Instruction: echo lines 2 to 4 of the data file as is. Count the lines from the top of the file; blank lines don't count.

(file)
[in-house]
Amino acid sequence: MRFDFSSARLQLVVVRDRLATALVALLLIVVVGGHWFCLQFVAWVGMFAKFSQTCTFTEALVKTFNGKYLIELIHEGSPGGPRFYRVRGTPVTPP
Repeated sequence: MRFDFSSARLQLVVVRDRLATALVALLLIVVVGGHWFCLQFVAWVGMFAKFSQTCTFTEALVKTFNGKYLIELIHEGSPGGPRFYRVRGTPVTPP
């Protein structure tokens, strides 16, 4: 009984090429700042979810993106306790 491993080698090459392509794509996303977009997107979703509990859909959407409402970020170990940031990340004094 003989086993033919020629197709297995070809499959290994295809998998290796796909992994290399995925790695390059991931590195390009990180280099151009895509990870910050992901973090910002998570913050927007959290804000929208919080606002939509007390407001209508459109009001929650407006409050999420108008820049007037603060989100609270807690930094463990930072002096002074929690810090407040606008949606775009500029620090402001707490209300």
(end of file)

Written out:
Amino acid sequence: MRFDFSSARLQLVVVRDRLATALVALLLIVVVGGHWFCLQFVAWVGMFAKFSQTCTFTEALVKTFNGKYLIELIHEGSPGGPRFYRVRGTPVTPP
Repeated sequence: MRFDFSSARLQLVVVRDRLATALVALLLIVVVGGHWFCLQFVAWVGMFAKFSQTCTFTEALVKTFNGKYLIELIHEGSPGGPRFYRVRGTPVTPP
């Protein structure tokens, strides 16, 4: 009984090429700042979810993106306790 491993080698090459392509794509996303977009997107979703509990859909959407409402970020170990940031990340004094 003989086993033919020629197709297995070809499959290994295809998998290796796909992994290399995925790695390059991931590195390009990180280099151009895509990870910050992901973090910002998570913050927007959290804000929208919080606002939509007390407001209508459109009001929650407006409050999420108008820049007037603060989100609270807690930094463990930072002096002074929690810090407040606008949606775009500029620090402001707490209300």